Naushaba Patel: A Queer Genderfluid Activist and Global Traveler

Naushaba Patel shares her journey in this candid piece as a genderfluid Pakistani immigrant. She describes her life struggles regarding sexuality, cultural norms, and societal prejudices.

 

As a queer genderfluid Pakistani immigrant Muslim who has lived under the international poverty line and in places with drive-bys and gang violence, who graduated with a Masters from an Ivy League University, and has travelled to 20 countries, I think I can safely say that I am an outsider wherever I am. Here is my story.

We were supposed to fly to the United States from Karachi on September 12, 2001. Needless to say, our flights got delayed by a month and my anxiety at airports increased forever. At the age of 10, I didn’t understand why the entire plane in London was delayed for an hour so that every item in our bags could be checked. They even opened bags of chips my mom brought for me to snack on in the plane.

Fast forward 3 years, and I arrived one day at my middle school in Houston and witnessed gang signs spray painted all over my school. A fellow eighth grader had been murdered in a drive by in the neighborhood. In retrospect, I’m surprised by my own lack of fear during that period of my life. Once, when walking to our apartment, there was a guy with a gun pointed towards another person. But as soon as he saw us, he moved out of the way and waited for us to get upstairs safely. Perhaps I should have worried a bit more when one of my best friends was shot on Valentine’s Day. But she still came to school and got straight As. As immigrants, we didn’t talk about our immigration experiences, domestic violence, poverty, family hardships or legal issues. In the midst of all the chaos in our lives, we competed with each other for the best grades and acceptance to the best universities.

I am privileged enough that I graduated with a degree in Chemistry from Rice University. But perhaps it should have been a clue to me that I filled every free elective with humanities courses. But desi immigrants always become doctors or engineers. Even choosing to do natural sciences without the intention of going to medical school was deviant enough.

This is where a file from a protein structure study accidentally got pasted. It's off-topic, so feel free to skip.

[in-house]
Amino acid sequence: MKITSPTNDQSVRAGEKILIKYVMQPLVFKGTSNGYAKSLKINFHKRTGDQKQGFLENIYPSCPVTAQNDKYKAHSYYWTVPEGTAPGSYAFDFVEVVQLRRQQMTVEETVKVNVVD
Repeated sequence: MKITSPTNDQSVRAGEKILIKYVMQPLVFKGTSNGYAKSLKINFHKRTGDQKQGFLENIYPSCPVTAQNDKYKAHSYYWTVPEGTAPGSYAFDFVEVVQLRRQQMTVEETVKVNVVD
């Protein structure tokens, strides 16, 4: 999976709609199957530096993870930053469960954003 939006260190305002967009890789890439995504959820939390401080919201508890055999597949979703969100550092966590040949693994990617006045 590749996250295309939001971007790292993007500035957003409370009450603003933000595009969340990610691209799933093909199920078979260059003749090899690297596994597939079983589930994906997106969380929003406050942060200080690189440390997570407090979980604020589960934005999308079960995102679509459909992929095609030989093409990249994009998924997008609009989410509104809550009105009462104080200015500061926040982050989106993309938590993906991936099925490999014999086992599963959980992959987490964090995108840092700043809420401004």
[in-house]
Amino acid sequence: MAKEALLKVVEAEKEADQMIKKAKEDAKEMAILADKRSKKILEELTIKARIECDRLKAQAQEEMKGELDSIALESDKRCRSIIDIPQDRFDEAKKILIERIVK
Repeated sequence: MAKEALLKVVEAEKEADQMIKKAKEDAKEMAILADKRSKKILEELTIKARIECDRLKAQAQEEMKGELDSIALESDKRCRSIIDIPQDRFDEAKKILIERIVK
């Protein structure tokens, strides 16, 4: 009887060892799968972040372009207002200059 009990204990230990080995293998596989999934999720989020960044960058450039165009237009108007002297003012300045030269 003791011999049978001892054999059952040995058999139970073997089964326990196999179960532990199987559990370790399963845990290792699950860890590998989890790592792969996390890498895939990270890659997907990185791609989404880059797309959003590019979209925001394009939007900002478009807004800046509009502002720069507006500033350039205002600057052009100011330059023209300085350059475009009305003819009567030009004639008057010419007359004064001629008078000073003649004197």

I almost didn’t make it through Rice. I took the bus one hour each way daily, didn’t have enough money to eat on campus and didn’t stay long enough on campus to make any friends. The poverty and family anxiety due to poverty made it impossibly difficult to perform at my optimum level. I dropped my double major and minor, and just got a BA in Chemistry. As an immigrant whose parents sacrificed everything to come to the US for the main purpose of my education, not excelling in classes took a huge toll on my sense of self. Even then, before graduating, I got employed by a bioscience lab at Rice to lead biomedical engineering research projects! I even got to work with NASA!

But something inside me told me that I needed to leave Houston. Up until then, so much of my life was determined my the need to prove that I was the perfect immigrant, perfect Muslim, perfect daughter, perfect student and perfect human. And I had no true sense of who I was as an individual. In an attempt to escape, I applied to two public health programs and got accepted into both! So in 2013, I flew to NYC with two suitcases to live in Manhattan and attend Columbia University. It changed my life! There, I discovered feminism. I stopped shaving and waxing and putting my body through so much torture. There, I dyed my hair mermaid purple and blue. There, I started dating and fighting against pressures for arranged marriage. There I kissed a girl under the moonlight, right after I walked her home. I initiated the kiss! I was so excited that I didn’t want to drink water for hours afterwards to savor her taste in my mouth. There, I started dressing in drag make-up and colorful outfits that fit my eccentric personality. I was the most colorful person on the NYC subway system!

But something happened as I started being more vocal about my sexuality and my life struggles. So many women kept sharing their stories of cultural pressures, of their hidden sexualities, of their arranged marriage pressures, of their rapes and sexual assaults. I started being the first person people seemed to call to get Plan B pills or share their stories. The stories broke me, I think. My depression became exacerbated by the cruelty in the world and the structural barriers that oppress even the most privileged women. I also started living multiple lives. I didn’t know how to continue being the skinny, straight, perfect, medical school going, arranged marriage, pre-pubescent mimicking shaven woman with thick long straight black hair. So after graduating with my masters, I did the very cliché thing and decided to backpack through Asia to “find myself” and make more sense of the world.

My global travels helped me understand global shared humanity and helped me truly see the resilience of humans. Yes, there are structural barriers and poverty and lack of access. But we humans also have immense power within us to fight and to write our lives, even, and especially in the midst of struggle. We find joy and love and dance and connection everywhere. My sociology and public health classes never taught me about the resilience of oppressed people, and in doing so, the classes hid from my awareness the power that resides within me even as I face the struggles of racism and classism and misogyny and homophobia and Islamophobia and xenophobia and fat phobia and mental health phobia.

So now, I am a queer women and trans rights activist, a thinker, a sexuality workshops facilitator, and a fashion designer. I challenge gender norms with hairy legs and hairy armpits, a bowtie collection, and beautiful east-meets-west colorful dresses. I’m a complex human. But I am also just a regular person in search of belonging, love and purpose.